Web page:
His fellow communists didn’t grasp even his most political works. The French Communist Party found Massacre in Korea too ambiguous in assigning blame for the violence, and the Soviets reacted similarly to Guernica.
But Western authorities took Picasso’s communism seriously. Many in the United States considered Massacre in Korea a work of communist, anti-American propaganda, and the artist was intensively surveilled by the FBI. He was also spied upon by European governments; France refused his application for citizenship in 1940 because the secret police worried about his “extremist ideas evolving toward communism.” Due to similar anti-communist sentiment, Massacre in Korea was not shown in South Korea (despite some museums’ attempts for decades) until 2021.
The disappearance of Picasso’s communist, antiwar, and anti-fascist politics from our public discussions of him means that we aren’t fully considering his place in history. But Picasso isn’t the only artist who gets lost in this righteous hubbub. Women do too.
The New York Times review of Gadsby’s show argues that the focus on Picasso as “problematic” shortchanges the women artists in his orbit. The Times reviewer, although he does not point out Picasso’s politics, intriguingly notes in passing Picasso’s influence on Soviet women artists who “put Picasso’s breakdown of forms in the service of political revolution.” These Soviet avant-garde women were the subject of a Guggenheim exhibit called Amazons of the Avant-Garde in 2000. One of the most political of these artists was Varvara Stepanova, who explored materialism during the Bolshevik Revolution through a new art movement called constructivism (which under Stalin was supplanted by socialist realism).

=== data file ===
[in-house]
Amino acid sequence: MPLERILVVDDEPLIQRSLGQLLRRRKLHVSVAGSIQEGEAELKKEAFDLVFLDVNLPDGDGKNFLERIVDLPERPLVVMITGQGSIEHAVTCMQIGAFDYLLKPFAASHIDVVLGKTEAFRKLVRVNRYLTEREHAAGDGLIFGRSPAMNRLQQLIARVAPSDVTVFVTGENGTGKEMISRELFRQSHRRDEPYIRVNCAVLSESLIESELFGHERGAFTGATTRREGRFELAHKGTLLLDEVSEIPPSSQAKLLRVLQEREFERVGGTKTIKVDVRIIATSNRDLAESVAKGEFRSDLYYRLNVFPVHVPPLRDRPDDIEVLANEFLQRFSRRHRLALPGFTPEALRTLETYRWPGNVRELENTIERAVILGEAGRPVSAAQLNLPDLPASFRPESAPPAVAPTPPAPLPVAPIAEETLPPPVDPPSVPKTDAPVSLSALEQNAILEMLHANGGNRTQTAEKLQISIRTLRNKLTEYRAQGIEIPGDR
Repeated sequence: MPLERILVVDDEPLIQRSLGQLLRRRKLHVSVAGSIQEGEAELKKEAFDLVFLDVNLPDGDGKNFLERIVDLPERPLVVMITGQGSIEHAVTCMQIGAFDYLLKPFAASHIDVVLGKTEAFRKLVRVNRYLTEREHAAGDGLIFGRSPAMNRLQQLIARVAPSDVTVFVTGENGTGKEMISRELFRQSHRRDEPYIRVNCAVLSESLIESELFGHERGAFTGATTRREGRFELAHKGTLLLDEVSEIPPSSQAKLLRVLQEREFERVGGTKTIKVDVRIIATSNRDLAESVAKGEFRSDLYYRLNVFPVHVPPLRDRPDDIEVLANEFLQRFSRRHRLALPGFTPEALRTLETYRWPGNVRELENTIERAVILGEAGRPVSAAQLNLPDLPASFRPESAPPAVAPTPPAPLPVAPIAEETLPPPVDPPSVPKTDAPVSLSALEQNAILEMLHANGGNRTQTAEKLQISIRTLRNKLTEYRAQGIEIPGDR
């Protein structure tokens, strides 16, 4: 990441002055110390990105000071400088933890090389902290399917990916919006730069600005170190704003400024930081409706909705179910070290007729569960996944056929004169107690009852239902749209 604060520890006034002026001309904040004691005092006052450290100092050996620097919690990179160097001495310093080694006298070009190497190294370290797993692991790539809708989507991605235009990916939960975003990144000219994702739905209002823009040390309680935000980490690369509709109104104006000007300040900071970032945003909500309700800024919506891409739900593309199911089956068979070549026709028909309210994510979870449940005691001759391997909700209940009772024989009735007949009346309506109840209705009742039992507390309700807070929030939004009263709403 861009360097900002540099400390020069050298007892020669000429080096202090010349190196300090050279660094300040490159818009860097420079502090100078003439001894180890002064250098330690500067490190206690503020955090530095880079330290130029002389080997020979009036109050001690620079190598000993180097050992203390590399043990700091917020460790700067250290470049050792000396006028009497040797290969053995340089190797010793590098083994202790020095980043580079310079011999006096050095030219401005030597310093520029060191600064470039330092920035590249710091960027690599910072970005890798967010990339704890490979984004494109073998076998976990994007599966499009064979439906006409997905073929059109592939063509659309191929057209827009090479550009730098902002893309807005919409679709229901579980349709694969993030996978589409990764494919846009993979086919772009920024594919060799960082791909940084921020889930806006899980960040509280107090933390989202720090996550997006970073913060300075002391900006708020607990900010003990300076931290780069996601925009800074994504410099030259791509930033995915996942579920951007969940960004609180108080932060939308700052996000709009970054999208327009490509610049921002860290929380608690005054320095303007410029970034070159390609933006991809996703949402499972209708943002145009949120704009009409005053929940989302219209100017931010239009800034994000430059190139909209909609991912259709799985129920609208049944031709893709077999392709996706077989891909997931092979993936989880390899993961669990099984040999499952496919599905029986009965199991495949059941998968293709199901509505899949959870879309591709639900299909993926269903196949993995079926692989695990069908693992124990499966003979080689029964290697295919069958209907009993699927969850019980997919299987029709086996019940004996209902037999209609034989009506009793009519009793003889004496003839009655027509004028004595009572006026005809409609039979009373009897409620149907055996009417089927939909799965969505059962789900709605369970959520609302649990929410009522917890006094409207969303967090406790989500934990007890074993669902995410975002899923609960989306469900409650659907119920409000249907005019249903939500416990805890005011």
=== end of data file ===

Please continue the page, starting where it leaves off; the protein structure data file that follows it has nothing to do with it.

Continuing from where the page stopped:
This isn’t a matter of elevating “the political” over “the personal.” An insight of second-wave feminism is that the two are intertwined. Picasso’s personal life is of interest. But communism is part of that life and was deeply personal to him, as it was to most mid-century party members. As he explained to L’Humanité in 1944,
Is it not the Communist Party which works the hardest to know and to construct the world, to render the men of today and tomorrow clearer-headed, freer, happier? Is it not the Communists who have been the most courageous in France as in the USSR or in my own Spain? How could I have hesitated? For fear of committing myself? But on the contrary I have never felt freer, more complete!